New technology may lead to true white emitting OLEDs based on platinum-doped polymers

Researchers from the University of Utah developed a new polymer light emitting device that can be tuned to emit light of different colors, including white (without the need to mix several emitters). The new material is a polymer molecule doped with platinum. The same material can also be used to develop efficient OPVs or Spintronics-based memory devices.

The device currently being developed at Utah isn't an OLEDs as it only emits light when stimulated by other light (such as a laser) and not when simulated by an electrical current. But the researchers say that a white OLED based on this technology is possible and predict that it will be developed within two years. The current device isn't actually white, it emits colored color (more on this below) and they say it will take about one year till they manage to develop a white Pt-1 device.

The basic idea is to take an organic polymer and insert (dope) platinum atoms at different intervals. Different intervals result in different light colors - including white. So the same molecule can emit different colored light at the same time and thus achieve white light. The researchers created two versions of the same polymer. The Pt-1, which emits violet and yellow light as it has a platinum atom in every unit or link. The Pt-3 has a platinum atom every third unit and it emits blue and orange light.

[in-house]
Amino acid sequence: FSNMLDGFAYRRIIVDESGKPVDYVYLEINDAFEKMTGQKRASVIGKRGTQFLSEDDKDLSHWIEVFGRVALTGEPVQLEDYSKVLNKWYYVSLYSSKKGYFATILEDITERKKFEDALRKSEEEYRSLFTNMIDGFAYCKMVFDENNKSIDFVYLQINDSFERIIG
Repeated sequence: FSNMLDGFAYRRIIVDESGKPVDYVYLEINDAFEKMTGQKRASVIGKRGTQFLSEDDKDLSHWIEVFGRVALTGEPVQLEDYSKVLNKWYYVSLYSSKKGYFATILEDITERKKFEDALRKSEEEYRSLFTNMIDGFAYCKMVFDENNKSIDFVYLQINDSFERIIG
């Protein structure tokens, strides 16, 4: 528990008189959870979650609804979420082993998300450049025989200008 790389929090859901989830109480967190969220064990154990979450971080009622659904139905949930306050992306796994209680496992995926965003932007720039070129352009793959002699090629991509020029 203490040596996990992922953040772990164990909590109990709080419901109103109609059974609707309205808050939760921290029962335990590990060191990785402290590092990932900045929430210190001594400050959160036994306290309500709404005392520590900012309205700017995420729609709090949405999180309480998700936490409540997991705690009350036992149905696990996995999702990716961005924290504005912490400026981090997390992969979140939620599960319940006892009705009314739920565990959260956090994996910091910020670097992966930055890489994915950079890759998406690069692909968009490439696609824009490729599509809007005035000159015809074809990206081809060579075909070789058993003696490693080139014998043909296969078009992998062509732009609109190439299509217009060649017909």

Vardeny says the new polymer also could be used in a new type of solar power cell in which the platinum would help the polymer convert sunlight to electricity more efficiently. And because the platinum-rich polymer would allow physicists to read the information stored in electrons’ spins or intrinsic angular momentum, the new polymers also have potential uses for computer memory.

The same professor in charge of this research (Z. Valy Vardeny) was also in charge of the Spin-OLED (spin-polarized polymer efficient OLED devic) reported in 2012. Just a few hours ago we reported about a talk Professor Vardeny gave titled "Spin Effects in Organic Optoelectronic Devices" describing the Spin-OLED in more details.

Posted: Sep 15,2013 by Ron Mertens